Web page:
Free to view future 

1 July 2002

A fundamental error was made when the ITC awarded a franchise to ONdigital for the rights to several digital television multiplexes and thus the lions’ share of the publicity involved in a new television platform.

The mistake was – in retrospect – an obvious one. The ITC expected ONdigital to compete head on with Sky Digital for an audience.


For a number of reasons this was a blunder. Above all, BSkyB’s marketing experience is vastly greater than anything that Carlton and Granada – ONdigital’s shareholders – could come up with themselves.

Sky had previously seen off the threat posed by the official but inferior BSB by shrewd marketing. That they should see off another contender from a similar set of parent companies should be no surprise.

ONdigital thought there was a market in competing with Sky, offering higher-income viewers a way of obtaining multichannel television without a dish or the taint of Mr Murdoch.

But the market wasn’t there – those who already had Sky were assimilated to the brand and simply ‘upgraded’ to Sky Digital, whilst those without didn’t want a dish or didn’t want Murdoch – hardly a way of building a market.

The management at ONdigital failed to realise they were competing in an area where the rival had already won. When the initial attempt to win over viewers failed, they took the step most logical to television executive everywhere by plunging downmarket.

Too late. Sky had already grabbed those viewers who could afford the service they offered and had turned to the middle class viewers that ONdigital – absurdly renamed ITV Digital to capture those people it had already lost – had spurned in the hope of gaining the quick buck Sky had first spotted in the late 1980s. And there endeth the tale of ITV Digital and, by implication, Digital Terrestrial Television.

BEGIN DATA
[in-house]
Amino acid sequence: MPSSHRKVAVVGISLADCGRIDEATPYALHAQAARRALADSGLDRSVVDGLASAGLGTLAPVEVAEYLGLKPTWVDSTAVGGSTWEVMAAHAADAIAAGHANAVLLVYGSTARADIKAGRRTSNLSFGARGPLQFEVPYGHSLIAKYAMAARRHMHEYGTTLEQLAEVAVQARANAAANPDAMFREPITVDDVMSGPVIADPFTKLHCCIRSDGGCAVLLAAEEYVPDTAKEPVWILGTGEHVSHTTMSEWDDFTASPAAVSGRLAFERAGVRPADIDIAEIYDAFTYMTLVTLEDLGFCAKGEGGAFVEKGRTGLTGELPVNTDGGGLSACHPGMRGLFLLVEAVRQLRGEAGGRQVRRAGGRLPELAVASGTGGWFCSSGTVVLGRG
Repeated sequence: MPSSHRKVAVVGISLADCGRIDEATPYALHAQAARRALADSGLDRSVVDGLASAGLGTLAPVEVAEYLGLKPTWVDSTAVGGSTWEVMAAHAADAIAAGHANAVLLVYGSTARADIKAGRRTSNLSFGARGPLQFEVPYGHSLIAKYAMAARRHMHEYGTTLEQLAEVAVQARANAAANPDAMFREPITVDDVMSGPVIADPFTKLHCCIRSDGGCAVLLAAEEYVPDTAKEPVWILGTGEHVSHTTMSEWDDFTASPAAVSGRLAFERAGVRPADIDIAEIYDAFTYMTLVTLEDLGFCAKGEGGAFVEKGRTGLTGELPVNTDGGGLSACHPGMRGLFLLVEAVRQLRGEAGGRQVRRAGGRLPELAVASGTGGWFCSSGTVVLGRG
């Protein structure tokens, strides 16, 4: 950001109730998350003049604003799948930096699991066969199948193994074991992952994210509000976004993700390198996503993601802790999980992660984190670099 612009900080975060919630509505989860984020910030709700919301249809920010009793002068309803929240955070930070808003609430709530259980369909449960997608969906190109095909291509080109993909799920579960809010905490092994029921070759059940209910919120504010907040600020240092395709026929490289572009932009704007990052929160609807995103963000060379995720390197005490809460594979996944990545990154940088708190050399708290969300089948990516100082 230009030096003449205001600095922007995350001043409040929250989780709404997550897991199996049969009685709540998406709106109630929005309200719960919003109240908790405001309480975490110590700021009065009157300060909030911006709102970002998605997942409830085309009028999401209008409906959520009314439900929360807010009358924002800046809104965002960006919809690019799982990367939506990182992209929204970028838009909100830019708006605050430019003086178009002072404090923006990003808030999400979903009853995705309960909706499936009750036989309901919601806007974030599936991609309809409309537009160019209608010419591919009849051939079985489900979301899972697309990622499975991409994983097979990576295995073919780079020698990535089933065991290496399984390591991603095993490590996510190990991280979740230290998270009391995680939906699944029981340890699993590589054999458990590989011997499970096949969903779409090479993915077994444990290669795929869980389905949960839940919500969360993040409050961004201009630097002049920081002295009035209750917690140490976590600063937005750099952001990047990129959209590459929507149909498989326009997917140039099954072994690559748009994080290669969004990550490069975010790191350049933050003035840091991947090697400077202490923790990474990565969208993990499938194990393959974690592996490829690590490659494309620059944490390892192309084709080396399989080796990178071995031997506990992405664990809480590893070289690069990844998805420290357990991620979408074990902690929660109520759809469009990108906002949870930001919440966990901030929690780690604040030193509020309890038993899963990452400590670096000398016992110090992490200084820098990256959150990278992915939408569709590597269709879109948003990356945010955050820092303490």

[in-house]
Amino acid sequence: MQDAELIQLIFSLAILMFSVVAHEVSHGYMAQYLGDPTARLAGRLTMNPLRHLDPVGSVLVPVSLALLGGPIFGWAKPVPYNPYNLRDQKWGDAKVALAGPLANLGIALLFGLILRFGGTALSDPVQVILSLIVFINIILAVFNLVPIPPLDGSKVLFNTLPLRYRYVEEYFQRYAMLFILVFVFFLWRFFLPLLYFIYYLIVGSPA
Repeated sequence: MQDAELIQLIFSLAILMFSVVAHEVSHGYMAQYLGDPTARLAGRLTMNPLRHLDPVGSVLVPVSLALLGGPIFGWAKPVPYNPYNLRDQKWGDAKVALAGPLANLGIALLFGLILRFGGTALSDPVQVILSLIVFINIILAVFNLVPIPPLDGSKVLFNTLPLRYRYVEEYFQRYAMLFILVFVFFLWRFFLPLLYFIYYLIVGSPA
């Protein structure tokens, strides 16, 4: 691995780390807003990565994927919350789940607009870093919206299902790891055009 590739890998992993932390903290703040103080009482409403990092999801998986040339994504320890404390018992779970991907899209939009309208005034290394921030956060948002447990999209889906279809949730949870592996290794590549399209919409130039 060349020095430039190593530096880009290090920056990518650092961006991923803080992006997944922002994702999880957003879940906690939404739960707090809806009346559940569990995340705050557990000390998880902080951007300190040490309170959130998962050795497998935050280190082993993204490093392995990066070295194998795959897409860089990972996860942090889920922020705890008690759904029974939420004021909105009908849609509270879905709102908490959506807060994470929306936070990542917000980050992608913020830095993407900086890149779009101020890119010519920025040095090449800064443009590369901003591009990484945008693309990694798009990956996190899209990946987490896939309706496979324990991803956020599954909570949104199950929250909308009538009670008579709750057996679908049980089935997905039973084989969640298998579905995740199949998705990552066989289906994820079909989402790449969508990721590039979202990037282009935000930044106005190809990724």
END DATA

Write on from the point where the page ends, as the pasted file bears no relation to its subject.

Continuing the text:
Actually, the death of ITV Digital opens up a new horizon for digital television that the government should welcome. The Treasury has looked longingly at the existing analogue UHF frequencies that could all be sold off for vast amounts of cash if only the existing broadcasters would get out of the way.

To that end, the Culture Department has tried to convince us all to ‘go digital’. But this has meant asking people who have previously thought television to be free – and the vast majority ignores the licence fee as a consideration in this – to start paying up to £40 a month for a flickering picture in the corner of the room.

There is another alternative, and the failure of ITV Digital provides the perfect opportunity to supply it. Of the ITV Digital services, a large number are free at the point of use. Thus those with a compatible digibox are able to receive them without any payment.

The five existing terrestrial channels, plus BBC Choice, BBC4, BBC News 24, BBC Parliament, ITV2 and ITN are present from the moment the digibox is connected. The entire ITV Digital offer is a subsidised box and several expensive premium channels, nothing more.

The government – in the guise of the ITC – could choose to dump ITV Digital and switch to a new form of digital television.

This would mean admitting defeat against Sky Digital, but then Sky’s wireless cable could be cut free from worries about competition. Quite simply, Digital Terrestrial could go Free to Air.

Coupled with the new Pace Digital TV adapter at only £100, the majority of people would be in reach of digital choice.

The ‘plug n’ play’ characteristics of boxes like those from Pace would mean that the unsophisticated and the elderly could convert without fear. At £100 and falling, all but the lowest paid families could convert to digital in 18 months.

The spectrum abandoned by ITV Digital could go to public service providers. The BBC could offer an Asian service on TV to rival its own radio version.

ITV regions could be postcoded so those in the far northeast of England or the southwest of Scotland could get local news thanks to duplicating transmissions of ITV1 and the BBC, rather than a ‘Borders’ service as they currently have to put up with.

The ITC could start Channel Six, based on the idea of City TV, offering local programming and peak-time networking to a new group of affiliated stations broadcasting from each main transmitter.

An S4C-style co-produced Channel Seven could offer programming for the UK’s minorities on a Dutch shared-time pattern.